Army and Marine Corps officials stressed to lawmakers yesterday the urgency in modernizing ground forces amid an increasingly challenging security environment.
“We are at an inflection point, and we can no longer afford to choose between near-term readiness and modernization,” Lt. Gen. John M. Murray, the Army’s deputy chief of staff for programs, told the House Armed Services Committee’s tactical air and land forces subcommittee.
The development of new capabilities has been slowed, deferred, and in some cases halted due to the Army’s focus on the demands of ongoing campaigns, combined with constrained resources and an industrial age organizational model, Murray said.
“Meanwhile, our adversaries have or are quickly attaining a competitive advantage,” he said.
Murray appeared before the panel with Army Lt. Gen. Paul A. Ostrowski, military deputy to the assistant secretary of the Army for acquisition, logistics and technology; and Marine Corps Lt. Gen. Robert S. Walsh, deputy commandant for combat development and integration and commanding general, Marine Corps Combat Development Command; and Marine Corps Brig. Gen. Joseph Shrader, commander of the Marine Corps Systems Command.
Investments to Restore Military
The Army and Marine Corps leaders welcomed lawmakers’ support for defense spending, saying the president’s fiscal year 2018 budget and the fiscal year 2019 budget request seek to restore the military after years of decline.
The investments, they said, support the National Defense Strategy and aim to build a more lethal and agile force.
“The surest way to prevent war is to be prepared to win one under the most difficult of circumstances,” the Marine generals said in their written statement, adding that this requires “new operational concepts, an aggressive approach to force development and a consistent, multiyear investment to restore warfighting readiness.”
The Army, Murray said, plans in fiscal year 2019 to selectively upgrade equipment that is critical to near-term readiness and focus on areas crucial to combat. Those areas, he told the panel, include long-range precision fires, next generation combat vehicle, future vertical lift, the network, air missile defense and soldier lethality.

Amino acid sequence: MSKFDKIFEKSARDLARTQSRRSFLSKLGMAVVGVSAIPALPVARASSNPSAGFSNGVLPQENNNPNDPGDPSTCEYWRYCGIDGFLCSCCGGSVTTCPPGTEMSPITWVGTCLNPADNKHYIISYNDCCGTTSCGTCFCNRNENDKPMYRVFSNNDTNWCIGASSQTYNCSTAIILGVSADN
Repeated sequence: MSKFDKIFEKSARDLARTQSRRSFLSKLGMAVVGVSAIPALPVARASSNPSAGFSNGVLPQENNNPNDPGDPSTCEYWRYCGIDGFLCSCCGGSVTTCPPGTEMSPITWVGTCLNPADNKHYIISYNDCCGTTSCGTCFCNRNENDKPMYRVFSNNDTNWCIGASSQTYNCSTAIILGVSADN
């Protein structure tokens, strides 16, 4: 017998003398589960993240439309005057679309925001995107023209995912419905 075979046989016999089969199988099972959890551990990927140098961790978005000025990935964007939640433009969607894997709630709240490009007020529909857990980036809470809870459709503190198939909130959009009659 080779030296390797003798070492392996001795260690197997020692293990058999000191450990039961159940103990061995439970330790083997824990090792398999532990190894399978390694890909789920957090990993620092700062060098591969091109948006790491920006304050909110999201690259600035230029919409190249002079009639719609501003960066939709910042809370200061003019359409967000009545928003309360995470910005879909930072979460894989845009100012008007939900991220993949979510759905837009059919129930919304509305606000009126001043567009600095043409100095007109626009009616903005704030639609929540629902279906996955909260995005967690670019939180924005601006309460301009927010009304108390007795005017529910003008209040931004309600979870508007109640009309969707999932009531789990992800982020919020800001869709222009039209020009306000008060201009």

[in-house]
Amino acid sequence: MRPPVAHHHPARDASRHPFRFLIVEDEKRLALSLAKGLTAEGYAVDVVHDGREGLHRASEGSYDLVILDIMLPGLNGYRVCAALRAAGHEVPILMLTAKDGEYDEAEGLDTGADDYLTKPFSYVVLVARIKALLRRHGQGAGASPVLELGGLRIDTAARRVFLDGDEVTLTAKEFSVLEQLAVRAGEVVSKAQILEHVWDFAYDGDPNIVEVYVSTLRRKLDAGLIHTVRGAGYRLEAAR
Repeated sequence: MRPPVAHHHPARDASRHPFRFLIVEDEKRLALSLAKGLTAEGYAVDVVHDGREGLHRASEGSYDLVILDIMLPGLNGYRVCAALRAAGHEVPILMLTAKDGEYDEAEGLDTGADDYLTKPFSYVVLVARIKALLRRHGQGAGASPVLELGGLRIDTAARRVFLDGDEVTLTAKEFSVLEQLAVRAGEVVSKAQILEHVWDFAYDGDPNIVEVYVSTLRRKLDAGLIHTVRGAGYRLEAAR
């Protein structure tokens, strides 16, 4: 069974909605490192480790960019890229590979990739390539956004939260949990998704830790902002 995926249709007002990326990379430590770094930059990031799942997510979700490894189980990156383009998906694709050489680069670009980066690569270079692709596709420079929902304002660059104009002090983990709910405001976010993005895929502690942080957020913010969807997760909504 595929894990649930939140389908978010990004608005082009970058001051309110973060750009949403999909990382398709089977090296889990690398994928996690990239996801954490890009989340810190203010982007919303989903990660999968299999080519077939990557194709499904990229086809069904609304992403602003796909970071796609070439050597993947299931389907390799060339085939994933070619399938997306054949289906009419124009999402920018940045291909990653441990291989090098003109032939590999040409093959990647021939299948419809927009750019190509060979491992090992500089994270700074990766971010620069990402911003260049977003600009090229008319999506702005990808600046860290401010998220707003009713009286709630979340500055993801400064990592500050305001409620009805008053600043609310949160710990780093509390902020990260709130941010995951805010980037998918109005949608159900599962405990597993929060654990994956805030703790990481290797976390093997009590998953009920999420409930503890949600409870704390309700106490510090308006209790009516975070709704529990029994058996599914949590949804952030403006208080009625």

For the last several decades, the Army possessed overmatch based on its qualitative edge in capabilities, Murray and Ostrowski said in their written statement.
“It enabled our Army to defeat enemy formations, underpinned credible deterrence, and served as a critical pillar of joint force capabilities in all domains – air, land, maritime, space, cyberspace, and the electromagnetic spectrum,” they said.
“Now, a combination of strategic, technological, institutional and budgetary trends places at risk the Army’s competitive edge over near-peer adversaries in the next fight,” they warned.
Walsh outlined priorities for the Marine Corps for fiscal year 2019 as information warfare, long-range precision fires, air defense command and control in a degraded environment, protecting mobility and enhanced maneuver, and supporting the defense secretary’s priorities to increase lethality, resilience, agility and build a flexible and dynamic force.
“The Marine Corps’ ground programs modernization strategy will ensure the individual Marine enjoys a qualitative military edge over any adversary,” Walsh and Shrader said in their written statement, adding that the goal is to adequately equip the Marine to ensure “combat formations capable of closing with and destroying the enemy.”
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